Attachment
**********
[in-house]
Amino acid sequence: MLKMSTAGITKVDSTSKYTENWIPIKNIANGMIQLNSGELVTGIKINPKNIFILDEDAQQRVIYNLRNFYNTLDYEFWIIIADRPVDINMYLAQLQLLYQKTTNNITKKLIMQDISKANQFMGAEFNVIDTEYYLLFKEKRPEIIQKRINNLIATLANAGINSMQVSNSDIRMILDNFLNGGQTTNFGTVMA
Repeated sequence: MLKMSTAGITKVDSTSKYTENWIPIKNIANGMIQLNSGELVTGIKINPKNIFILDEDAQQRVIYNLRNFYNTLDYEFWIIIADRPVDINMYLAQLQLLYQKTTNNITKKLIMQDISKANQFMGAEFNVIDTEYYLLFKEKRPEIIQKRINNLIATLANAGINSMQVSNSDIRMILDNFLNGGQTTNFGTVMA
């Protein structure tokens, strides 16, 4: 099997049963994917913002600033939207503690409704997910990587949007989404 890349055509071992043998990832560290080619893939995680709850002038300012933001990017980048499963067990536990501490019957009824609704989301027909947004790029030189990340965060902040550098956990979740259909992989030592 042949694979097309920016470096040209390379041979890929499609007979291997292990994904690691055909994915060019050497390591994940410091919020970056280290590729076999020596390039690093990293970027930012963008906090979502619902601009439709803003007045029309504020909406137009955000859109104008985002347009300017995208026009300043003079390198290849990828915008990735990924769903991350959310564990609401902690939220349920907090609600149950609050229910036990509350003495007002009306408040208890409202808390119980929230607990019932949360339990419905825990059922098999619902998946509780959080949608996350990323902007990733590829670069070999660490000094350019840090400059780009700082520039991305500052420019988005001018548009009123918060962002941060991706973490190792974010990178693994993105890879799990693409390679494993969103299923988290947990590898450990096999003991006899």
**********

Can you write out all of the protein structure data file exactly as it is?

[in-house]
Amino acid sequence: MLKMSTAGITKVDSTSKYTENWIPIKNIANGMIQLNSGELVTGIKINPKNIFILDEDAQQRVIYNLRNFYNTLDYEFWIIIADRPVDINMYLAQLQLLYQKTTNNITKKLIMQDISKANQFMGAEFNVIDTEYYLLFKEKRPEIIQKRINNLIATLANAGINSMQVSNSDIRMILDNFLNGGQTTNFGTVMA
Repeated sequence: MLKMSTAGITKVDSTSKYTENWIPIKNIANGMIQLNSGELVTGIKINPKNIFILDEDAQQRVIYNLRNFYNTLDYEFWIIIADRPVDINMYLAQLQLLYQKTTNNITKKLIMQDISKANQFMGAEFNVIDTEYYLLFKEKRPEIIQKRINNLIATLANAGINSMQVSNSDIRMILDNFLNGGQTTNFGTVMA
């Protein structure tokens, strides 16, 4: 099997049963994917913002600033939207503690409704997910990587949007989404 890349055509071992043998990832560290080619893939995680709850002038300012933001990017980048499963067990536990501490019957009824609704989301027909947004790029030189990340965060902040550098956990979740259909992989030592 042949694979097309920016470096040209390379041979890929499609007979291997292990994904690691055909994915060019050497390591994940410091919020970056280290590729076999020596390039690093990293970027930012963008906090979502619902601009439709803003007045029309504020909406137009955000859109104008985002347009300017995208026009300043003079390198290849990828915008990735990924769903991350959310564990609401902690939220349920907090609600149950609050229910036990509350003495007002009306408040208890409202808390119980929230607990019932949360339990419905825990059922098999619902998946509780959080949608996350990323902007990733590829670069070999660490000094350019840090400059780009700082520039991305500052420019988005001018548009009123918060962002941060991706973490190792974010990178693994993105890879799990693409390679494993969103299923988290947990590898450990096999003991006899």